By David Thomas on November 6, 2012
Suzuki filed for bankruptcy Monday, officially eliminating its automotive arm in the U.S.
That leaves current and potential owners with a lot of questions. We answer the most significant ones below, but if you have a question, please ask it in the comments below or email us at firstname.lastname@example.org.
Will my warranty still be honored?
Yes, Suzuki says all currently valid warranties will be honored. If you buy a new Suzuki today going forward, the existing new-car warranty will be included.
Many may remember that when Saab was finally liquidated, it stopped honoring warranties for cars bought during the period after its GM ownership when a Swedish firm was operating it. Suzuki’s bankruptcy will allow for continued warranty service in line with how GM still services the Saabs sold under its ownership.
Where do I take my car for service?
There are currently 220 Suzuki dealers nationwide according to the automaker. There were 246 Suzuki dealers nationwide as of January 2012, according to Automotive News, and Suzuki says they will transition to delivering parts and service only from here on out. Seventy-seven of the 246 figure were listed ase combination dealers that sell other brands, so owners should expect them to remain in place for the foreseeable future. The remaining standalone dealers are less likely to stay in business after the bankruptcy unless they also sell Suzuki motorcycles and ATVs, which will continue after car sales cease.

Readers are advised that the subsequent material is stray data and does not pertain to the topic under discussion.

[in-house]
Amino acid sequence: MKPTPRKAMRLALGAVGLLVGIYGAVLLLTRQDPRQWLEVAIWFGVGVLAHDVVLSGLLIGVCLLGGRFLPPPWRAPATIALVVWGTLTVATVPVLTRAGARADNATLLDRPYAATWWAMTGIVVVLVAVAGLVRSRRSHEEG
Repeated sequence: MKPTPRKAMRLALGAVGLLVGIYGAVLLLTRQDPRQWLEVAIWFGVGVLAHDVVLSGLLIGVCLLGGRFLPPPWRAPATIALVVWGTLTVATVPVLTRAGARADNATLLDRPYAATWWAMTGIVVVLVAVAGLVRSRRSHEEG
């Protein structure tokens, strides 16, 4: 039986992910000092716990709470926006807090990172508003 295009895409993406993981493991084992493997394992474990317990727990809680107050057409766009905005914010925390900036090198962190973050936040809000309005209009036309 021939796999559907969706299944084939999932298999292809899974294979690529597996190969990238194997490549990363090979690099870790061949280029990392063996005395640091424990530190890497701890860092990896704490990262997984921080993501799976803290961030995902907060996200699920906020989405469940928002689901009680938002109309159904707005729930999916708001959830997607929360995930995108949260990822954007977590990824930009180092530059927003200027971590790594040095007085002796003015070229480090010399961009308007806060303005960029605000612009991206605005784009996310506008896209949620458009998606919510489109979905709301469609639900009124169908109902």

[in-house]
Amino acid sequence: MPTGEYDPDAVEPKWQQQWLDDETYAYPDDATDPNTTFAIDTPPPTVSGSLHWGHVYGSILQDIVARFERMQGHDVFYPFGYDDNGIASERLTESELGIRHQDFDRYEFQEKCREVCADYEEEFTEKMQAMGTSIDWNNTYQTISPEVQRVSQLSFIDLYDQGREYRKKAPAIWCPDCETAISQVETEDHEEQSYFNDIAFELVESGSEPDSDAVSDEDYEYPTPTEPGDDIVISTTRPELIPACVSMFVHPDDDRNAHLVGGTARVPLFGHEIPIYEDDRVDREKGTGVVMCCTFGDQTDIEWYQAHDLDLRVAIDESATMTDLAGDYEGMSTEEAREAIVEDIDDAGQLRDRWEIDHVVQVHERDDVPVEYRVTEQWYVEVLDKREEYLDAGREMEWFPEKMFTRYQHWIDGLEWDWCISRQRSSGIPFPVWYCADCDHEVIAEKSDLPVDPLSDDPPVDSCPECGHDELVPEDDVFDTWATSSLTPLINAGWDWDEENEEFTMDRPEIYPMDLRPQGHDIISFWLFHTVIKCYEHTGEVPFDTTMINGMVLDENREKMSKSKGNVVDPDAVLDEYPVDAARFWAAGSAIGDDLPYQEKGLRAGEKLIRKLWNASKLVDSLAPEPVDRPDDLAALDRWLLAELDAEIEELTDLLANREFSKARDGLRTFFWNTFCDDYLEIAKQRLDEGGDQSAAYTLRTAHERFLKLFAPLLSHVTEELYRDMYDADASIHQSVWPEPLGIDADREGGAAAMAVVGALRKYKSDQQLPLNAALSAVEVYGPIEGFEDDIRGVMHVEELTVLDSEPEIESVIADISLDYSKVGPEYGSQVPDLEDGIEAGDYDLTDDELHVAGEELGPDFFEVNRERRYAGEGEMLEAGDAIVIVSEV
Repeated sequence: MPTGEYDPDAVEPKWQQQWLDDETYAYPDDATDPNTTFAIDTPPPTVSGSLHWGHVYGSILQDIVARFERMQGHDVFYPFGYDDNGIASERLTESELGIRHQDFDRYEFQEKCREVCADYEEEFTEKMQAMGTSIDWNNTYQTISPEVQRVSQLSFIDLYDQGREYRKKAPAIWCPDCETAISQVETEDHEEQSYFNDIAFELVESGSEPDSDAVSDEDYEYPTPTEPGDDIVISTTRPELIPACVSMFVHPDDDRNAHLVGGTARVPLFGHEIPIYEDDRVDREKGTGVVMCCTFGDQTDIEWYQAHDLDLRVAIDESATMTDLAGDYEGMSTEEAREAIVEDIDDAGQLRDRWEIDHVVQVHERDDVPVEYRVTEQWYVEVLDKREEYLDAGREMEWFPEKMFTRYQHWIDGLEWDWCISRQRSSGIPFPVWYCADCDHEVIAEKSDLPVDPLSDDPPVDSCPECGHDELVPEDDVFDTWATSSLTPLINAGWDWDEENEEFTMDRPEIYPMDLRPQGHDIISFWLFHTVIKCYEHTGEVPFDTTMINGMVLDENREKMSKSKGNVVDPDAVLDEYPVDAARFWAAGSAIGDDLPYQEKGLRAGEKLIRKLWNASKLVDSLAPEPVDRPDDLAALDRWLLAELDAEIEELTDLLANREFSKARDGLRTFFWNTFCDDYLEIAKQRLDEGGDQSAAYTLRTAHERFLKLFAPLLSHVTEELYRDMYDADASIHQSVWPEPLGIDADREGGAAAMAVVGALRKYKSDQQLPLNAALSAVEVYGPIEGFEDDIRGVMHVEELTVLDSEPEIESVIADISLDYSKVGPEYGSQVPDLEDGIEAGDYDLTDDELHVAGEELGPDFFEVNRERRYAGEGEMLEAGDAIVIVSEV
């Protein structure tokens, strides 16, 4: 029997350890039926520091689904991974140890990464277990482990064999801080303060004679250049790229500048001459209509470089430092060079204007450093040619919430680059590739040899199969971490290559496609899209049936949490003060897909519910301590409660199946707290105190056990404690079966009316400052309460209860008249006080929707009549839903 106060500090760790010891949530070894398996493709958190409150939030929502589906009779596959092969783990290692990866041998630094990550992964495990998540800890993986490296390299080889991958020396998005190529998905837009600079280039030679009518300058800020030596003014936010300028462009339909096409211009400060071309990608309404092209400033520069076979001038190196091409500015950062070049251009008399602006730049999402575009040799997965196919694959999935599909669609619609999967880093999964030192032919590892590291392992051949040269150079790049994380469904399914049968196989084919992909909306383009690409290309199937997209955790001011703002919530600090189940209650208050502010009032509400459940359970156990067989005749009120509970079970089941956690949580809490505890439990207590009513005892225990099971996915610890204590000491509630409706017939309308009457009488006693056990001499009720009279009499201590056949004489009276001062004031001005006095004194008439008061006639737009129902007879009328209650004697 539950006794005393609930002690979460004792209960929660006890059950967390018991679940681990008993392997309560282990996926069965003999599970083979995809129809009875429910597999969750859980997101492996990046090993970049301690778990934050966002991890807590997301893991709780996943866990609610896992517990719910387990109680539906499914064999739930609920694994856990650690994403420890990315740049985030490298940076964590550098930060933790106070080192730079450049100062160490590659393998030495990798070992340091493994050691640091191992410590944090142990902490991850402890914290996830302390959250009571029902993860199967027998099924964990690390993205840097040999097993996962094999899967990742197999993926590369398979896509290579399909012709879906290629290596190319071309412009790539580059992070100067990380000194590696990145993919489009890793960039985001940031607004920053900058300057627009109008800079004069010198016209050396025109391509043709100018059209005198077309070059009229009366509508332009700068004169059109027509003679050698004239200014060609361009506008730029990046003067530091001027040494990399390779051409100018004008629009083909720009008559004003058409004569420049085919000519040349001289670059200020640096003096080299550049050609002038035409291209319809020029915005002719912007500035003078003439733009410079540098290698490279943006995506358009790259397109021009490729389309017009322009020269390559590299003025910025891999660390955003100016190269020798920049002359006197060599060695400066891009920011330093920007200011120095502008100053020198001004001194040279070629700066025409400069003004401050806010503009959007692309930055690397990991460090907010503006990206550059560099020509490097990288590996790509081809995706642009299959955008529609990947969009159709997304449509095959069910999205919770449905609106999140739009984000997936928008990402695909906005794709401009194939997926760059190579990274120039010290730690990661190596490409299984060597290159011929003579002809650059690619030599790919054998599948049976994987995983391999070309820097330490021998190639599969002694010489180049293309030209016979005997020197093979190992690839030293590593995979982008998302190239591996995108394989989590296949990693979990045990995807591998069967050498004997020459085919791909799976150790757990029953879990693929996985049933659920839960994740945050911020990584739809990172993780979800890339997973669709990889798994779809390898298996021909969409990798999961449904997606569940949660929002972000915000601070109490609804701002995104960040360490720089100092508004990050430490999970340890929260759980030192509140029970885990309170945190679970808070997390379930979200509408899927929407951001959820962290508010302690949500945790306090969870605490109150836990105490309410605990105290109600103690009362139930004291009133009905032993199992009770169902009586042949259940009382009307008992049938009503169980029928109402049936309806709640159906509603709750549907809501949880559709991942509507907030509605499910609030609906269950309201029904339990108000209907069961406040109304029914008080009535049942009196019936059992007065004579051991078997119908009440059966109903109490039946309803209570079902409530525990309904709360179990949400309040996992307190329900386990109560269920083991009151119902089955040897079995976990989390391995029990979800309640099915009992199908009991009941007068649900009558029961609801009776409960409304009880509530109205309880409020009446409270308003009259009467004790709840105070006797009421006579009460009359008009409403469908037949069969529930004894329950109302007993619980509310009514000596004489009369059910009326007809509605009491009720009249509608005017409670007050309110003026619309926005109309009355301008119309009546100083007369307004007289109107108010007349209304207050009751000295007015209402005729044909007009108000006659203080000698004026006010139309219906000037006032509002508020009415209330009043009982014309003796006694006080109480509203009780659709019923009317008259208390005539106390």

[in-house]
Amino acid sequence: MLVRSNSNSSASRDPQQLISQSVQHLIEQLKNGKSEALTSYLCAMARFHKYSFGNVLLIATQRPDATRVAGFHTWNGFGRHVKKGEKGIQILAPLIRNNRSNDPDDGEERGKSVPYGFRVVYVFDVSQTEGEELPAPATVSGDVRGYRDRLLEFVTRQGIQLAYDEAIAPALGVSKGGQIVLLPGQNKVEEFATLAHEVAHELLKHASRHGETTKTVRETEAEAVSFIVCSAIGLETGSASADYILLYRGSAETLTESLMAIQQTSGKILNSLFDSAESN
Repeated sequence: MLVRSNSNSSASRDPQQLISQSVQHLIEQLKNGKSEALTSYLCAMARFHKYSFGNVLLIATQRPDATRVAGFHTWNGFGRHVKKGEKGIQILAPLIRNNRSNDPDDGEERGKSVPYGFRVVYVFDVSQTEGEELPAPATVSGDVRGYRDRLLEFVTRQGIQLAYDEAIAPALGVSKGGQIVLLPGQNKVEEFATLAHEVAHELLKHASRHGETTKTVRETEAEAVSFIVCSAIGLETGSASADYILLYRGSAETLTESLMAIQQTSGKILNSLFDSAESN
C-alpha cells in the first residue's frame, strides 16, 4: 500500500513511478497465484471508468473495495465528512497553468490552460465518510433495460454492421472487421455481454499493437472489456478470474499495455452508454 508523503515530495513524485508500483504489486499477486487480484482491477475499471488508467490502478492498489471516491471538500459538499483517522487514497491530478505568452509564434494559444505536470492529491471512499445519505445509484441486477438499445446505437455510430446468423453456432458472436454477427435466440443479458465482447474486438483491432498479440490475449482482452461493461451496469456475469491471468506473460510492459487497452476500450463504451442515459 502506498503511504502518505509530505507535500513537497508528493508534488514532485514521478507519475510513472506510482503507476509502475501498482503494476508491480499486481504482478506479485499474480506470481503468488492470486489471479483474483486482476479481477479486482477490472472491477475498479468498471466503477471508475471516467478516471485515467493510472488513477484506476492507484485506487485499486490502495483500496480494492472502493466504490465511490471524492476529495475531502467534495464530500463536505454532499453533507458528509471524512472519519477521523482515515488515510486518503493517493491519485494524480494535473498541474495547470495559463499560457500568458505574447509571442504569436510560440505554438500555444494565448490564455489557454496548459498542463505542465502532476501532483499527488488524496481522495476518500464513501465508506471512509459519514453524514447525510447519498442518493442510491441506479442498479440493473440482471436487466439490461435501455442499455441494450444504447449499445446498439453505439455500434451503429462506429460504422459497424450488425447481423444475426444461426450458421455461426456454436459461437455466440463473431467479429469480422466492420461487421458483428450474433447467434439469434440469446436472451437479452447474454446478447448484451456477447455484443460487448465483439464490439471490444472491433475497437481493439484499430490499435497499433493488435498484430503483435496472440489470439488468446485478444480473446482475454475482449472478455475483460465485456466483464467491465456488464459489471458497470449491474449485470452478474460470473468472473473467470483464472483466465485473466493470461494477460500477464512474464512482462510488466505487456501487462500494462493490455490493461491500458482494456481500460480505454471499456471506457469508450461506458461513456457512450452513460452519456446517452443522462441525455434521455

Will parts be hard to find?
If past bankrupt automakers are any indication, parts will be available but could be harder to track down. For example: A repair may have to wait on parts being delivered as opposed to a healthy brand’s vehicle having them in stock.
Will this lower my resale value?
Yes, we have seen bankruptcies directly impact resale value of existing cars, most recently with Saab. We did a search of Cars.com’s extensive used-car inventory for Saab’s most popular model, the 9-3, for the past three model years it was produced, 2009-2011. The listed price for the Saabs in our inventory are on average 5% lower than the Volvo S60, which averages twice as many miles, and nearly 20% lower than the Acura TL, with nearly 80% more miles on average.
Should I buy a new Suzuki?
If you fully understand that a Suzuki will have a lower resale value and that parts and service will be harder to track down, then yes, you should feel comfortable with Suzuki products. Check out our rundown of how the four existing models stack up here.
Managing Editor David Thomas has a thing for wagons and owns a 2010 Subaru Outback and a 2005 Volkswagen Passat wagon. Email David